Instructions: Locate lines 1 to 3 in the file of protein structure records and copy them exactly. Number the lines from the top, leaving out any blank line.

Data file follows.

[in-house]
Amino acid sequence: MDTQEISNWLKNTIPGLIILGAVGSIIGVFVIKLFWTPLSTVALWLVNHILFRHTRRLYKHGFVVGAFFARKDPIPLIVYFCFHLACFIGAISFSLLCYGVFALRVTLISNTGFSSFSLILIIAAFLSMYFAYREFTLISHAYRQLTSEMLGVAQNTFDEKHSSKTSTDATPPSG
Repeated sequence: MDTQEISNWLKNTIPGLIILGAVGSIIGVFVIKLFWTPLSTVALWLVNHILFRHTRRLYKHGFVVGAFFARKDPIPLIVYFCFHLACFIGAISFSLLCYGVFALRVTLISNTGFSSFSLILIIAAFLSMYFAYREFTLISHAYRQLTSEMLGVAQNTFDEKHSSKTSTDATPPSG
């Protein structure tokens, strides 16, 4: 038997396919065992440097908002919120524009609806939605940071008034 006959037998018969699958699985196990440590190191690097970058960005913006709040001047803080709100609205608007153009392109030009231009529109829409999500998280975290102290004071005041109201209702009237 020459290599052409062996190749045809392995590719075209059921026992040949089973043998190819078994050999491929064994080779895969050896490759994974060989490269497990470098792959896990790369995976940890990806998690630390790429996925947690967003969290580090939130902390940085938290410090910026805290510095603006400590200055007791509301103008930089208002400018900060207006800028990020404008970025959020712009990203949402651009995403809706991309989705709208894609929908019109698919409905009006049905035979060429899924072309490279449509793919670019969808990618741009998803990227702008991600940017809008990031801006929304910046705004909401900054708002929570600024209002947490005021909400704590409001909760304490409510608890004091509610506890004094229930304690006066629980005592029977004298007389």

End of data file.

[in-house]
Amino acid sequence: MDTQEISNWLKNTIPGLIILGAVGSIIGVFVIKLFWTPLSTVALWLVNHILFRHTRRLYKHGFVVGAFFARKDPIPLIVYFCFHLACFIGAISFSLLCYGVFALRVTLISNTGFSSFSLILIIAAFLSMYFAYREFTLISHAYRQLTSEMLGVAQNTFDEKHSSKTSTDATPPSG
Repeated sequence: MDTQEISNWLKNTIPGLIILGAVGSIIGVFVIKLFWTPLSTVALWLVNHILFRHTRRLYKHGFVVGAFFARKDPIPLIVYFCFHLACFIGAISFSLLCYGVFALRVTLISNTGFSSFSLILIIAAFLSMYFAYREFTLISHAYRQLTSEMLGVAQNTFDEKHSSKTSTDATPPSG